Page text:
Retail colour theory


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The Candy Room uses an unusual white canvas for maximum impact.

One major psychological influence that all retailers make use of is colour.

Colour can be everything to a successful store if the palettes work well across the whole shop and complement other elements, such as displays and lighting.

The point, especially for retail designers, isn’t about creating the most beautiful shop, but one that uses colour effectively in its overall design.

Colour is central to coherence because we react instinctively to it.

Our brains are hardwired to respond to colour and, for modern retailers, the trick to using colour is to understand both its physiological and psychological influences.

The colour spectrum is organically linked to human responses.

The cool end – violets, blues, and greens – has a quieting, tranquil influence; the warm end – yellows, oranges, reds – tends to stimulate and excite.

The selection of a colour palette in a store should be made to support the total image and design theme.

In store design, there are three basic approaches to the composition of colour.


A monochromatic colour scheme consists of different values (tints and shades) of one single colour.

These colour schemes are easy to get right and can be very effective, smoothing, and authoritative.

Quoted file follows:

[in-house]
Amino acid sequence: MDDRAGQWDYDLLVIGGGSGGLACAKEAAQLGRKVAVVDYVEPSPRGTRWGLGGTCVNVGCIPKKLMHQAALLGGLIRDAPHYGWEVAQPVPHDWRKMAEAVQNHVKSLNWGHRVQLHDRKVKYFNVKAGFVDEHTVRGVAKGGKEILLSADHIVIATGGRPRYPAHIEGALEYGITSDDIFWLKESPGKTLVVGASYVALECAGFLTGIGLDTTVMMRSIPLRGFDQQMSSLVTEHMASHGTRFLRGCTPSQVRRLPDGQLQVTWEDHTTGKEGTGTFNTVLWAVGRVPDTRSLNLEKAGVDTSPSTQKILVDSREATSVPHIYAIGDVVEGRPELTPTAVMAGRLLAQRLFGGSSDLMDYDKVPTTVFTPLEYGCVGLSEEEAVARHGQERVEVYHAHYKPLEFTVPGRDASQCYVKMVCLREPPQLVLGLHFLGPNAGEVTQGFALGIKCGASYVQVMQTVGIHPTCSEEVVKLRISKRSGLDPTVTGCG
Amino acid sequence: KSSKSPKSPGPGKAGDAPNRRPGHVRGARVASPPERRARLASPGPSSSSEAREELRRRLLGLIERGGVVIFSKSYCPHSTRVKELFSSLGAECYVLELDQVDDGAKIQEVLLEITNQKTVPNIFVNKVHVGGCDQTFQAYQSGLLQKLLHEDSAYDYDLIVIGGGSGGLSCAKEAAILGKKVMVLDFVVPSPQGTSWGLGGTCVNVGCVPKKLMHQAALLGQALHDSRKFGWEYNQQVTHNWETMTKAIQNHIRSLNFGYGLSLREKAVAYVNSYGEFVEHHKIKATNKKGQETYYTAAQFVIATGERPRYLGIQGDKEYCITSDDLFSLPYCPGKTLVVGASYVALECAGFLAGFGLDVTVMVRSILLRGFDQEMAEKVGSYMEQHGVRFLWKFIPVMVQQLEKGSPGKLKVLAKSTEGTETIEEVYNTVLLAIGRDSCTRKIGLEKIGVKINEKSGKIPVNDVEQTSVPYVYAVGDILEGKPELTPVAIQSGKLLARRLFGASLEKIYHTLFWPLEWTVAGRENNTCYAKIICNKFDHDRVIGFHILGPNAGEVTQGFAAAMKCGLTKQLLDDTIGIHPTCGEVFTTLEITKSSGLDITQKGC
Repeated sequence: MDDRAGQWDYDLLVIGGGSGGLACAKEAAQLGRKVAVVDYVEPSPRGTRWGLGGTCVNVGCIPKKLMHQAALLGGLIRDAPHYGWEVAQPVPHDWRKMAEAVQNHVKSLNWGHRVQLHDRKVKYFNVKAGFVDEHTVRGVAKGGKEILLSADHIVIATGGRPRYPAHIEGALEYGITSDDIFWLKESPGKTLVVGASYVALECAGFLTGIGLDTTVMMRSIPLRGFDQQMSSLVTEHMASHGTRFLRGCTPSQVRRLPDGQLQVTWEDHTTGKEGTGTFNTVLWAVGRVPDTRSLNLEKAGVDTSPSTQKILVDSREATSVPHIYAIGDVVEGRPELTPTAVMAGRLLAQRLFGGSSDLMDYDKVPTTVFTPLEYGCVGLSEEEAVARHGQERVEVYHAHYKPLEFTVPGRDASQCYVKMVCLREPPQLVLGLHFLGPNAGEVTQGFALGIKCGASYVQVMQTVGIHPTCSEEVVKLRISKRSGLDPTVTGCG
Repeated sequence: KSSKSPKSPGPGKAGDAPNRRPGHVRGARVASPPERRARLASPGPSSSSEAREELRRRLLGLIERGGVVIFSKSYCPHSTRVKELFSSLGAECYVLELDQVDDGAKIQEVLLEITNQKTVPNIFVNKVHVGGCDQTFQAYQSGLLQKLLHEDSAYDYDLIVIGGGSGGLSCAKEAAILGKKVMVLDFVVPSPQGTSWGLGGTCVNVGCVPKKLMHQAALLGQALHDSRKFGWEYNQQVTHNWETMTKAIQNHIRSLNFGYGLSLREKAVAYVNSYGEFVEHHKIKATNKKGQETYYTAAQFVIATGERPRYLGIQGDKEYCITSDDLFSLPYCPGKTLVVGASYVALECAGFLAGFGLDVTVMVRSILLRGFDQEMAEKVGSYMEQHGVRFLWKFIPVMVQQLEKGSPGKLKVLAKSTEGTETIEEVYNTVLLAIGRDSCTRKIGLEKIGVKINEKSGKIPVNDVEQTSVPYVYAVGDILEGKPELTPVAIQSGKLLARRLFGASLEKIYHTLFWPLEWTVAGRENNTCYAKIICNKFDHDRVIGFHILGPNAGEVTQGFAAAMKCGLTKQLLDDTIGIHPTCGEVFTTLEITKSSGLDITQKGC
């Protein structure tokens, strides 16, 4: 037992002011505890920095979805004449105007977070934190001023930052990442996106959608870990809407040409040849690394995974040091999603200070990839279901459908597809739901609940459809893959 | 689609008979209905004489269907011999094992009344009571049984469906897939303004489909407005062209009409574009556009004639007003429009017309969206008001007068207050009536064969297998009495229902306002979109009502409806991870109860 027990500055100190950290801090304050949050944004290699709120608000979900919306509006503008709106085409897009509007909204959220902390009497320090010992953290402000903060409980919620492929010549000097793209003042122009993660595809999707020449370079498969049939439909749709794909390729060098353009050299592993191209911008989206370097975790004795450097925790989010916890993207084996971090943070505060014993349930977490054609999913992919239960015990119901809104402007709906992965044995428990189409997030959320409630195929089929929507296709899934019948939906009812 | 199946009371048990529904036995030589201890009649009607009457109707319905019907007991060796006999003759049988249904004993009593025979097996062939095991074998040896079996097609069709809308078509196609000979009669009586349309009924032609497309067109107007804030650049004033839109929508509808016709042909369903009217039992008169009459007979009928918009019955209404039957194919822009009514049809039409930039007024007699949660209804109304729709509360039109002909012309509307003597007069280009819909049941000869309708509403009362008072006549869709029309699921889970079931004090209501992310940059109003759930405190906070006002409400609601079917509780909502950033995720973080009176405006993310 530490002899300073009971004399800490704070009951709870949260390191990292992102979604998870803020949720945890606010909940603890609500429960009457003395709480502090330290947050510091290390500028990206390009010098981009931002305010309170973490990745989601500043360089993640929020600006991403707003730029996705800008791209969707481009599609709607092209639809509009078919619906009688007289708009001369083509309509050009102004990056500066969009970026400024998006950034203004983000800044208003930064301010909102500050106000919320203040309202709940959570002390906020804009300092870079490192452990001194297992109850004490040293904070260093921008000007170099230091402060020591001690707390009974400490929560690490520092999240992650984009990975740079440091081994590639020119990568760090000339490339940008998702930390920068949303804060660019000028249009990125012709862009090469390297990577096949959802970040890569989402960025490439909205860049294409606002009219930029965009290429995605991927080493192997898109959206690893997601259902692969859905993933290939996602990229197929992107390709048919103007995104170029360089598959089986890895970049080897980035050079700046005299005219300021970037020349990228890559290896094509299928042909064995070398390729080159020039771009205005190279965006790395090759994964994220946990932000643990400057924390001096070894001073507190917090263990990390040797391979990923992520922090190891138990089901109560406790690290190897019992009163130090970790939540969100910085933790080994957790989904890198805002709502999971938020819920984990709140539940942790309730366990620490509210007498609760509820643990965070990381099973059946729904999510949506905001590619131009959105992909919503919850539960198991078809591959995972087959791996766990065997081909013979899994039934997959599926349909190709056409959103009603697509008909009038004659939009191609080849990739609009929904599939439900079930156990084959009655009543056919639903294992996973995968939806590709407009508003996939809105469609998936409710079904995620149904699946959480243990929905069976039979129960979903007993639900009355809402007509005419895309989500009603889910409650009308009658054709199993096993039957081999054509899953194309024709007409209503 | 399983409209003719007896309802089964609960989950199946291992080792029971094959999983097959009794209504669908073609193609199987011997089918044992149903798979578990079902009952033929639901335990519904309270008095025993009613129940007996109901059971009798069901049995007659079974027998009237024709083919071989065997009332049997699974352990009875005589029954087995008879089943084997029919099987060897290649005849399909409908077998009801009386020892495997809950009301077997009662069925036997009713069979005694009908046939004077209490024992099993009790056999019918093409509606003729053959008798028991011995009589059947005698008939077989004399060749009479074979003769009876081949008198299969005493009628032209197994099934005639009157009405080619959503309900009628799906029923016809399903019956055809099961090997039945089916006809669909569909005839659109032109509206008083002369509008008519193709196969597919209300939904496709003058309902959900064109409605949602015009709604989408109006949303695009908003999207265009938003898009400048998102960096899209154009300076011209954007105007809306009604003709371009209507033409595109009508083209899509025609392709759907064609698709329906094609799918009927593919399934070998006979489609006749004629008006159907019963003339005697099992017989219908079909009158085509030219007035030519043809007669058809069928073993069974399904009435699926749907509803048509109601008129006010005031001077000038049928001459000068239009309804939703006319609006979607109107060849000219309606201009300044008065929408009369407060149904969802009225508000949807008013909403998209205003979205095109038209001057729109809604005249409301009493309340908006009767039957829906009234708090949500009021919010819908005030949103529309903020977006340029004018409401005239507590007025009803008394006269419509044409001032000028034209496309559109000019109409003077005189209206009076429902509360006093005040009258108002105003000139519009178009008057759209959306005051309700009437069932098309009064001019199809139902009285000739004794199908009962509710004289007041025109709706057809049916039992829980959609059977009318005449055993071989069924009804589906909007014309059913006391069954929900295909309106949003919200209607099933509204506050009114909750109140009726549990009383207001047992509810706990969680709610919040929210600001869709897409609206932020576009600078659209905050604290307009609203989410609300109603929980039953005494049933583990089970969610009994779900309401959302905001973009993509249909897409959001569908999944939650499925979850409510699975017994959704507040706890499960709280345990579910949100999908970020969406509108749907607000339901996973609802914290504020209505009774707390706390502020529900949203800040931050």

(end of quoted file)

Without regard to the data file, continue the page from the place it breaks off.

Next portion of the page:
They do, however, lack the diversity of hues found in other colour schemes and are less vibrant.


Harmonic colours are sets of two or more colour relationships that have been found to be pleasing to the eye.

They are described by their relative positions around the colour wheel.

Specifically, harmonic colours can be described by the degrees of area around the HSV colour wheel and their angle(s) of separation.


Contrasting is the difference between two colours.

Colours can contrast in hue, value, and saturation, but there are many different types of contrasts that have been defined by colour theorists.

They project a bold, dynamic, and dramatic scheme.

KFC changed its colour scheme this month to celebrate the Ashes.

A VIP store element

Clearly colour is one of the most powerful elements of design for the retail environment.

It carries meaning through association as well as stimulating the shopper’s physiological response.

Colour associations can vary from country to country, but in western culture they are basically the same.

So be sure to understand the colour associations of different cultures and markets because the colour scheme you choose will affect your customers’ shopping behaviour and preferences.

This story originally appeared in POPAI’s e-Zine. Click here to access the full article.


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